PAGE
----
Monday, April 29, 2013

Swamp Twinflower - Dyschoriste humistrata

Swamp twinflower (Dyschoriste humistrata) is a wetland relative of the nearly ubiquitous upland twinflower (D. oblongifolia). Unlike its close cousin, swamp twinflower is confined to the peninsula, from the Georgia border to DeSoto County in the south-central region.  Here, it occurs mostly in the partially shaded edges of forested wetlands.  This twinflower has also been reported in Georgia and South Carolina.
Swamp twinflower is a deciduous perennial. It emerges in early spring and produces a large number of weak decumbent stems.  Each reaches a length of several feet and and they root in various places as they touch moist soil. The deep green almost-succulent leaves are opposite each other on the stem, somewhat ovoid in shape, and about 1/2 inch long.  The foliage is attractive and the plant's habit makes it an interesting ground cover for somewhat shady and moist locations.
Flowering can occur in most months, but is most common from late spring to early summer.  The flowers are a pale lavender with a deeper lavender throat.  They are less showy than those of its more common cousin and smaller; typically half the length of D. oblongifolia.
Swamp twinflower has never been offered, to my knowledge, by anyone associated with FANN - the Florida Association of Native Nurseries, though it has potential as a flowering ground cover if planted in the right location.  Use it in partly sunny to mostly shady locations where the soil maintains some moisture.  I am told that it has good tolerance for occasional drought, but it won't persist if not kept frequently moist. We are currently experimenting with swamp twinflower at Hawthorn Hill.  As we learn more about its adaptability, we will keep you posted.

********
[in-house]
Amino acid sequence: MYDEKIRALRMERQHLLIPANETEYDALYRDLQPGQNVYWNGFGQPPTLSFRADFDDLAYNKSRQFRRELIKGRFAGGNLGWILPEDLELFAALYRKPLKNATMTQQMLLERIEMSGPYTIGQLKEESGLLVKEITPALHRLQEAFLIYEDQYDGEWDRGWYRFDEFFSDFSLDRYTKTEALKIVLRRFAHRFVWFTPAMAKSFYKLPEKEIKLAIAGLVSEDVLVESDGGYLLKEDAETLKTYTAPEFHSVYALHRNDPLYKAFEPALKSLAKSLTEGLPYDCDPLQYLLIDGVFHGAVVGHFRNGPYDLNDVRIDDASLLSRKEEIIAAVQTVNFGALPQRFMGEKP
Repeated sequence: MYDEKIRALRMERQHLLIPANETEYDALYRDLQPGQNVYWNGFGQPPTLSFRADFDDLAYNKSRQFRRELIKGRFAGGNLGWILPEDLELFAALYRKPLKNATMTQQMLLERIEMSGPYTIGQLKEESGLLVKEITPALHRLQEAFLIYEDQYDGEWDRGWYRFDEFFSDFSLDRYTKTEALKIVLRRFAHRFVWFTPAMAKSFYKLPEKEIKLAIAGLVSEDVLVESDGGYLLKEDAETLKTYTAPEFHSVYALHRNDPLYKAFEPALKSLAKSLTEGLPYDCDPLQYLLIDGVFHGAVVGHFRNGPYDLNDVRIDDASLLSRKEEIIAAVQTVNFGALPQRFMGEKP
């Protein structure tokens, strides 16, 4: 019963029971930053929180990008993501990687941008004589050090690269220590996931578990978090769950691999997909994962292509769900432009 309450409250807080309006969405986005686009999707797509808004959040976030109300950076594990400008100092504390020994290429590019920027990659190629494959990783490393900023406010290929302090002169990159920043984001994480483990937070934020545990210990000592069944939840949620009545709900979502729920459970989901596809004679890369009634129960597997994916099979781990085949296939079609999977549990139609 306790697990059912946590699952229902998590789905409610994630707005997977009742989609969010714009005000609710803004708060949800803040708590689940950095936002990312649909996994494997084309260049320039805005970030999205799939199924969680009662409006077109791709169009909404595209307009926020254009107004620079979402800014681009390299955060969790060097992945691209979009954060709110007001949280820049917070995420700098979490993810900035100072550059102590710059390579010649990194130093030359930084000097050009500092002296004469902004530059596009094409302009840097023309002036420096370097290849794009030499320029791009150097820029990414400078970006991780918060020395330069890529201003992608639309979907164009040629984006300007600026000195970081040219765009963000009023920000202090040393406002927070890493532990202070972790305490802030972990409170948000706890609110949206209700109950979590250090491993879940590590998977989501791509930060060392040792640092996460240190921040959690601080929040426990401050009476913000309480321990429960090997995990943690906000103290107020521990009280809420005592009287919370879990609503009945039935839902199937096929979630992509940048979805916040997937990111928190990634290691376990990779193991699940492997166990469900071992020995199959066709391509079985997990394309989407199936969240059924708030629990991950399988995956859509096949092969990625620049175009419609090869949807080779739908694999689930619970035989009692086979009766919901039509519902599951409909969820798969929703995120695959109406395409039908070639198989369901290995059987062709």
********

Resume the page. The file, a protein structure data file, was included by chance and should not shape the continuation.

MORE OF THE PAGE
1. Yes we do have growers carrying this plant - Maple Street Natives in West Melbourne and now Green Seasons Nursery in Parrish, among others. FYI, makes a great hanging basket in areas where there is shade much of the day.

  2. All, thanks for growing this. We just picked some up from our smart and capable friends at Sanibel-Captiva Conservation Foundation's Native Landscapes and Garden Center. We can't wait to start planting it.


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